“Like, totem pole”
Much like director Kyle Newman‘s first theatrical release Fanboys, his sophomore effort Barely Lethal is built for a niche audience with minimal wiggle room to capture the excitement of casual viewers just stopping by. You don’t need to travel farther than the backlash-riddled comments section of its YouTube trailers to understand this. Snide remarks about its apparent quality, jokes about Samuel L. Jackson loving money, and easy comparisons to fare like Agent Cody Banks are the norm in today’s internet culture of anonymous hate and sarcasm for laughs whether the words spewed are honest or merely trolls passing time. Strip away the “Mystery Science Theater 3000”-filter where everyone’s a comedian and you’ll see the film advertising itself for what it is: a cute, over-the-top mash-up of high school romcom and spy game action meant to entertain via silliness.
It does have problems: John D’Arco‘s script tries way too hard at times to be funny, wonky sound design has music blaring above dialogue in one scene before the characters change rooms and find absolute silence as though they’ve entered a vacuum, and some weak fight direction make scuffles look as disjointed and fake as the first season of “Alias”. The film could have gotten away with the latter two if it utilized them as part of the comedy rather than ill-advised markers that drama has arrived since cast and crew are at their best when having fun. Just look at Jessica Alba‘s villainous Victoria Knox, a character so tongue-in-cheek that it takes a moment to realize she isn’t the sore thumb. The whole would have been more enjoyable if everyone else followed her lead.
That’s not to say they perpetually don’t—I just wish its absurdity trumped its melodrama more consistently. Because the plot is absurd in the best way possible when you have a not-so-secret Prescott military prep school training orphans to be assassins from the age of eight. There are a couple hilarious moments with headmaster Hardman (Jackson) berating little girls because they didn’t recklessly drive fast enough or are about to cut the wrong wire during bomb defusing class. The usual soap opera catfight between valedictorian Agent 83 (Hailee Steinfeld) and salutatorian Agent 84 (Sophie Turner) therefore doesn’t stem from winning the star quarterback, it’s about wanting to be the first trainee activated for live combat. Whereas 84 shows signs of psychopathy early on, 83 isn’t quite so keen on the homicidal inevitability fieldwork provides.
This is why she takes the opportunity to escape when it’s presented to her. After all, she’s already become well-versed in small town teenage living via mainlining films Bring It On and 10 Things I Hate About You while holed up in hotel rooms around the world during covert missions. Putting it into practice shouldn’t be too difficult, right? Well, the biggest laughs come from her fish out of water assimilation into the Larson family (Rachael Harris as Mom, Dove Cameron as Liz, and Jason Ian Drucker as Parker) because 83 (now exchange student Megan Walsh from Regina, Saskatchewan) can’t quite shake her analytical paranoia. The problem is her “facts” are born from Hollywood fiction. So when a table of girls invites her over for lunch, she can’t help analyze the situation as a potential Mean Girls reversal.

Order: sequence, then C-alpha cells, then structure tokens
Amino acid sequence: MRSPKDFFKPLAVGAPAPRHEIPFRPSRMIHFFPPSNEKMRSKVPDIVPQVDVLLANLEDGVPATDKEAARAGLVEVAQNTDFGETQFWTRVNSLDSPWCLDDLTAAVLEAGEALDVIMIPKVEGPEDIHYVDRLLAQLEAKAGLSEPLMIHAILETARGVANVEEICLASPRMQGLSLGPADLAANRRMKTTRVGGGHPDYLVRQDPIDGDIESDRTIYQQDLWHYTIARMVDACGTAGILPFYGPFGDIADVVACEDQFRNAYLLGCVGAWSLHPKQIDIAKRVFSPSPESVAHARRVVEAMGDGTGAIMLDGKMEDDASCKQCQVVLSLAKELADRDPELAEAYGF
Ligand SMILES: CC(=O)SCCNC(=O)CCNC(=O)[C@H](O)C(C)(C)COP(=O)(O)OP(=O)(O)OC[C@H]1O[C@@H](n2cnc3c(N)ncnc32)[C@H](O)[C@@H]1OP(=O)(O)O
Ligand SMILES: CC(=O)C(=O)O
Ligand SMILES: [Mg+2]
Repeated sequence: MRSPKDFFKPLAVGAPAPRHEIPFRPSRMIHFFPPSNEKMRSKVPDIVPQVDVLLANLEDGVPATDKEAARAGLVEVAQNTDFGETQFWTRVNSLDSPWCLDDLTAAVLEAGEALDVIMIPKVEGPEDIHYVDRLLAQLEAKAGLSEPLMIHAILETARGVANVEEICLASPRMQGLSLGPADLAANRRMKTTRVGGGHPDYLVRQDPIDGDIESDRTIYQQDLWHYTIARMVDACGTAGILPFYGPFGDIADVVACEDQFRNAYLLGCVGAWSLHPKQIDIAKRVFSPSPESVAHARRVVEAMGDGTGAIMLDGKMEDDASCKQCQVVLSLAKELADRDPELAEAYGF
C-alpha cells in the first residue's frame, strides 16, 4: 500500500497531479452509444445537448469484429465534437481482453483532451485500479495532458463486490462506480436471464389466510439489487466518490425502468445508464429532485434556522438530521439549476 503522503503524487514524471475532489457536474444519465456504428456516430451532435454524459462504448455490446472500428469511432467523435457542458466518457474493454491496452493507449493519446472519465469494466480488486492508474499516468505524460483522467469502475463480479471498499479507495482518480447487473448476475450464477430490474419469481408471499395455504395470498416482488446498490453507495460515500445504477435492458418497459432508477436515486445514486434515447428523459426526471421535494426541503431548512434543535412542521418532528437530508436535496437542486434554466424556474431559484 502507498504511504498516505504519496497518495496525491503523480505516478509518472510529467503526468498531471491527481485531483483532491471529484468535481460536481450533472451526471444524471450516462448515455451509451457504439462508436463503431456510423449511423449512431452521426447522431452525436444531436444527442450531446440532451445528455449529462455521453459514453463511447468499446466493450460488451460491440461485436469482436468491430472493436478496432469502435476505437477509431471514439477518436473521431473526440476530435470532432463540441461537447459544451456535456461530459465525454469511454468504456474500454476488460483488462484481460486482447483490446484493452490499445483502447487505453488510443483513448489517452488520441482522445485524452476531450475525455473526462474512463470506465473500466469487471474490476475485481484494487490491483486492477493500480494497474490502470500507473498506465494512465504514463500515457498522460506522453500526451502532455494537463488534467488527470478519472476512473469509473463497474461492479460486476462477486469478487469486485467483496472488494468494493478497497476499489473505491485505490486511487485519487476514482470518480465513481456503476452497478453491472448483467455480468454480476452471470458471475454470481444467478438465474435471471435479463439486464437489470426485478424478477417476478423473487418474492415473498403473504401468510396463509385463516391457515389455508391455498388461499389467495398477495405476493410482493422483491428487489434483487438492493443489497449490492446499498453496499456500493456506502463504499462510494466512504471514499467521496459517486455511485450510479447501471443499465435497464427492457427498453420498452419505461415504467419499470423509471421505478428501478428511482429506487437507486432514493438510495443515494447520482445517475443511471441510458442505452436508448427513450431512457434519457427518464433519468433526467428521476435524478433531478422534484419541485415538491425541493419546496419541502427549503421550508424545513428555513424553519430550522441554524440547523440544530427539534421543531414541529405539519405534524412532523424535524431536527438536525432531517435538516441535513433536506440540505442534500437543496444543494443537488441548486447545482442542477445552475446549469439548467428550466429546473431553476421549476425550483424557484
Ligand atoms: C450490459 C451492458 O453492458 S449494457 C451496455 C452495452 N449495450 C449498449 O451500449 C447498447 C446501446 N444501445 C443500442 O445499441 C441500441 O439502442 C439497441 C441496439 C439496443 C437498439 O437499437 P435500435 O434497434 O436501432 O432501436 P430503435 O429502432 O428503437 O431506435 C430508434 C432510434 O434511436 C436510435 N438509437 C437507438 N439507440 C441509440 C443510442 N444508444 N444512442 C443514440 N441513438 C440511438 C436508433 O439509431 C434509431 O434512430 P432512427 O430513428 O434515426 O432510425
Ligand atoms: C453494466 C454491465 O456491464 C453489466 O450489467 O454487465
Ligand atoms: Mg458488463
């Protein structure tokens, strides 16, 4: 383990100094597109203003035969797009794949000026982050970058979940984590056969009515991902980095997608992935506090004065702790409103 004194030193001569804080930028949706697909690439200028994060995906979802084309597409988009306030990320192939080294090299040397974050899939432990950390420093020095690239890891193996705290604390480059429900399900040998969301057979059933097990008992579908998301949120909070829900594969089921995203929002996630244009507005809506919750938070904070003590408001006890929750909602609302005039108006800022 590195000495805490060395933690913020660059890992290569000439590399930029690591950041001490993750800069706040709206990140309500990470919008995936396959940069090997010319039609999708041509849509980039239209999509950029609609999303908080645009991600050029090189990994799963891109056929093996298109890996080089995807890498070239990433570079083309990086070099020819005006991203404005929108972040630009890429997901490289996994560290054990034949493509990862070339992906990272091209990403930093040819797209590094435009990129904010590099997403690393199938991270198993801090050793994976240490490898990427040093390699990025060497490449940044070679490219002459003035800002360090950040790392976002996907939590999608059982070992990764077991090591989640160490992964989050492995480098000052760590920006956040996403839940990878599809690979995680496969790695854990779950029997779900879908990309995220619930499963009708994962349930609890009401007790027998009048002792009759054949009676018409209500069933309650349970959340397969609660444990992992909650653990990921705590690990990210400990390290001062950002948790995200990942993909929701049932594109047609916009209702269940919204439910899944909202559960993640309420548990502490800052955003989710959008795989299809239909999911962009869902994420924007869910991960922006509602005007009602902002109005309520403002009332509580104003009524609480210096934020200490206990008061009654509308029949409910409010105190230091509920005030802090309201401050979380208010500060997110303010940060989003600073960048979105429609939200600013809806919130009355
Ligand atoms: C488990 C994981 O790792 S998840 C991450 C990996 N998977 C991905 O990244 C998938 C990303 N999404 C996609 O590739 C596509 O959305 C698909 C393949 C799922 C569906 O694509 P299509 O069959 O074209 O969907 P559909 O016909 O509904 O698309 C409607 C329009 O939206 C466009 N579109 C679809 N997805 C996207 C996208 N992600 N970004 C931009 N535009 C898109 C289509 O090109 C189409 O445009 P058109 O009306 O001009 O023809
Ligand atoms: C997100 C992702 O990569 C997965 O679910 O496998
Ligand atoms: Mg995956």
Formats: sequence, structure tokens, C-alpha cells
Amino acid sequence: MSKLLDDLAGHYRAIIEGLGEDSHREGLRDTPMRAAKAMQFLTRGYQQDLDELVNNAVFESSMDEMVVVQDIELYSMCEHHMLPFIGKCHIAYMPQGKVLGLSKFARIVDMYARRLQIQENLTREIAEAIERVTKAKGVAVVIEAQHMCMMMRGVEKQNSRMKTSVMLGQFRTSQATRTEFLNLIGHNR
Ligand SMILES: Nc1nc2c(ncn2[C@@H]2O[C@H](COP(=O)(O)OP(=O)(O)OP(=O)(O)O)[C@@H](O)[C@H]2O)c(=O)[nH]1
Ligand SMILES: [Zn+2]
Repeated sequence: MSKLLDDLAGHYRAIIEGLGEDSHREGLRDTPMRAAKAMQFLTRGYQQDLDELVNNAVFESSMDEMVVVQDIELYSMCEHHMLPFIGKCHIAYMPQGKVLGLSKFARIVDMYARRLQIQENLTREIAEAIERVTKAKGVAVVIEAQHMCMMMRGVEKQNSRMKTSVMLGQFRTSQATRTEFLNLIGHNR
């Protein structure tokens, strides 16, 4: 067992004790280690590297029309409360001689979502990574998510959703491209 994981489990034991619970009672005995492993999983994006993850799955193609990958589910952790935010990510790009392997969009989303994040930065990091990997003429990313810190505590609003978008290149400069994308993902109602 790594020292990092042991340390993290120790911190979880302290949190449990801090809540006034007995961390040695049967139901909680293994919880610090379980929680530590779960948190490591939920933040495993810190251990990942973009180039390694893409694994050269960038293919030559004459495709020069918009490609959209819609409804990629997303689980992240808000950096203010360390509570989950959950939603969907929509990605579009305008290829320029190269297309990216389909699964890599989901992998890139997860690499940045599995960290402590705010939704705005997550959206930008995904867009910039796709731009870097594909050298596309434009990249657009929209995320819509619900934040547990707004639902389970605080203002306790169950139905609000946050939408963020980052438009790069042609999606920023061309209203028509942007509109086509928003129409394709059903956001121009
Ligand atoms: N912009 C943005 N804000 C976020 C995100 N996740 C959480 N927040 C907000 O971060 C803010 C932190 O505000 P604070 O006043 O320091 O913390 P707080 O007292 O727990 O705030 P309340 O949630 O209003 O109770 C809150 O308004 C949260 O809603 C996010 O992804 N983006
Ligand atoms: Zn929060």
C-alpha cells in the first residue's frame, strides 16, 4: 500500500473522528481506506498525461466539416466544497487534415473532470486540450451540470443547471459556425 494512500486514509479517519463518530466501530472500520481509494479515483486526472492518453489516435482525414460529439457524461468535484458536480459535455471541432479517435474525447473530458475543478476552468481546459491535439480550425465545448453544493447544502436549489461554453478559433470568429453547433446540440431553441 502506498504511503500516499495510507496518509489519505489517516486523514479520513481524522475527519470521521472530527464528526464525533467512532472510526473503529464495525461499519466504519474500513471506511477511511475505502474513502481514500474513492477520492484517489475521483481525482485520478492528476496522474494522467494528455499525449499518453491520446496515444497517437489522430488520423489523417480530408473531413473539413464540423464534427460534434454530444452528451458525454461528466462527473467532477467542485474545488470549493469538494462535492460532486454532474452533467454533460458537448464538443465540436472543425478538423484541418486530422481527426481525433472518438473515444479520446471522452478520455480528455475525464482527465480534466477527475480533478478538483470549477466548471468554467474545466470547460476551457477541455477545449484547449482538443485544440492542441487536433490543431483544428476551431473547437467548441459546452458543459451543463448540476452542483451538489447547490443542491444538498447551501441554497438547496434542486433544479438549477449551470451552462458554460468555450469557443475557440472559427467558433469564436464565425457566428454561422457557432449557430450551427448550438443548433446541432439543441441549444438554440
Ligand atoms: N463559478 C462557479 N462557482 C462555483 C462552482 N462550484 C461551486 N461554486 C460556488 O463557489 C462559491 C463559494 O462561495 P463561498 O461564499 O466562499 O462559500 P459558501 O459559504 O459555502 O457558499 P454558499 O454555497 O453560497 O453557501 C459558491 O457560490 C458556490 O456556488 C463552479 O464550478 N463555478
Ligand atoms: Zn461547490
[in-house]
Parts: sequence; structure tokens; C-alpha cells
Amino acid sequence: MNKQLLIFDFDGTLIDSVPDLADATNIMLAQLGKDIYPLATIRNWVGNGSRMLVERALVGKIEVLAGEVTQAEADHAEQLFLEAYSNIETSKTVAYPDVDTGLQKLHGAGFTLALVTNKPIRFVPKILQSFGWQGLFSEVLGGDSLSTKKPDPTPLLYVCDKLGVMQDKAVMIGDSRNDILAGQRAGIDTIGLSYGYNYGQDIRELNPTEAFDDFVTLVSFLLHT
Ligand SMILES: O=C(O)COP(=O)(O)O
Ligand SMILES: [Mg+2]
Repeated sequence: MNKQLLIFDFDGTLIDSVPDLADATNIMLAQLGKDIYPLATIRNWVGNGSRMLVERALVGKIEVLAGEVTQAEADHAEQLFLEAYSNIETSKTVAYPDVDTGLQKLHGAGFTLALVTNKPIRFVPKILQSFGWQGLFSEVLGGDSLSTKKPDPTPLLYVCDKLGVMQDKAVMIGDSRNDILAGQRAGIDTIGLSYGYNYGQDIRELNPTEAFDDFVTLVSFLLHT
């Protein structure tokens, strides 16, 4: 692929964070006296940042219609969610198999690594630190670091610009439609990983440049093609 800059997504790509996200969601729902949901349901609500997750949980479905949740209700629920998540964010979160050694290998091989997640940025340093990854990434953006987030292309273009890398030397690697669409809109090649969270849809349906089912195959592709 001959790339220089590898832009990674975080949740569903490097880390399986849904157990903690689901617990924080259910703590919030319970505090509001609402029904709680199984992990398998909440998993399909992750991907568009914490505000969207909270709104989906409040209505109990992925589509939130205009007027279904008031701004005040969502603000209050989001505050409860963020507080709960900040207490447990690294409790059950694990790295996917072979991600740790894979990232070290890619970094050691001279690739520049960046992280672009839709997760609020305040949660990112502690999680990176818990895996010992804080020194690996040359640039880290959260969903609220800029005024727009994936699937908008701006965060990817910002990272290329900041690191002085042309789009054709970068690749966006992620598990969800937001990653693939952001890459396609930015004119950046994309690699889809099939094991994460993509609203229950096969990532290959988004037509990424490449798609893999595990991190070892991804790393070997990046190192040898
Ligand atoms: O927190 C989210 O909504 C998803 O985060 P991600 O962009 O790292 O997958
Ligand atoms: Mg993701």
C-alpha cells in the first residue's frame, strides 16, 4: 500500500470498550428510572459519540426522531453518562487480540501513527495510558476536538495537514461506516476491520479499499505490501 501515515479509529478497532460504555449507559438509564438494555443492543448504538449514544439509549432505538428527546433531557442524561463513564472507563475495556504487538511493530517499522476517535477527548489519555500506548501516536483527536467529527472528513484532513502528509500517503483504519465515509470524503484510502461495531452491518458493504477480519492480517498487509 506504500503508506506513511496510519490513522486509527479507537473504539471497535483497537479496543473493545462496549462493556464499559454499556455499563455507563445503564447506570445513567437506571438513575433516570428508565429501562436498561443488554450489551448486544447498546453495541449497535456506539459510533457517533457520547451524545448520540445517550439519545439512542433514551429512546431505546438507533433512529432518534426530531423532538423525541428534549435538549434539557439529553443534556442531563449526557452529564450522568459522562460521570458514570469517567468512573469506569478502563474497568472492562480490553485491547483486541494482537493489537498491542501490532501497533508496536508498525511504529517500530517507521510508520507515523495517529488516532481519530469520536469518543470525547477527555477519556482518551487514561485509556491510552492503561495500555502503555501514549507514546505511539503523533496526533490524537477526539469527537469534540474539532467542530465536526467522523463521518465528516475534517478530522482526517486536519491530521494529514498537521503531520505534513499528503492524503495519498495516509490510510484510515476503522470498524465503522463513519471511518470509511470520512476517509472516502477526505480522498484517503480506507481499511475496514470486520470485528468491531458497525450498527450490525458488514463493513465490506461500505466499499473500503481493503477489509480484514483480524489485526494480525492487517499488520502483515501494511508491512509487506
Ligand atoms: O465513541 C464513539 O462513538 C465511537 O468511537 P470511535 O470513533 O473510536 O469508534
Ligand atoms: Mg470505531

Suburban life becomes a steady stream of high school clichés skewed through a prism of espionage. Little Parker finds Megan’s high-tech weaponry to play with around the house, nice guy and lovelorn Roger (Thomas Mann) sets himself up as her first ever friend, and cool guy, teenage rock star Cash (Toby Sebastian) finds himself in her crosshairs as well as their creepily star-struck biology teacher Mr. Drumm (Dan Fogler). Laughs are had courtesy of loudmouth Gooch (Gabriel Basso), awkward brilliance is introduced via Roger’s astronomically out-of-touch father (Rob Huebel), and Harris’ usual acerbic wit remains underneath her motherly advice. But while Megan is obviously unlike everyone else and quickly made into a pariah everyone knows, it’s a viral video of her beating up some kids while dressed as the sports team’s mascot that has the world take note.
By world I of course mean Hardman and his Prescott cronies. Since Megan was his top agent, it’s hardly a shock he’d believe she turned double agent in her prolonged absence. And with Knox on the loose, he can’t take any chances. What this means is that the final third of the film officially bridges the spy action of the first with the adolescent drama of the middle to deliver a resolution steeped in both. The delineations are more rigid than you’d like, but the stilted plot progression should be easily forgiven since no one is entering Barely Lethal expecting screenplay genius. D’Arco sets his story up to possess the same contrived allegiance revelations all secret agent thrillers use. He makes it serviceable and ultimately leaves it at the mercy of Newman and his cast’s execution.
They succeed, mostly. Basso is an unbridled hoot, Autumn Dial and Kathrine Herzer‘s “mean girls” are humorously vicious, Sebastian’s the epitome of self-centered tool, and Mann provides puppy dog sweetness you know cannot finish last. Alba hams it up spectacularly, Jackson’s having fun with the juxtaposition of his usual rough-edged persona opposite grade school girls, and Turner does well at stone-faced killer to mirror Steinfeld’s thawed heart. That first grouping is vastly different than the second, lazily overlapping in a victim/predator dynamic minus Turner also working to dismantle her rival’s newfound social life out of spite. It’s therefore Steinfeld’s duty to carry both worlds (Cameron helps nicely after her Liz evolves mid-way through) and keep both halves equally interesting. Generally typecast for stoic badassery, Hailee unexpectedly proves a welcome bright spot of bubbly optimism to propel the fun.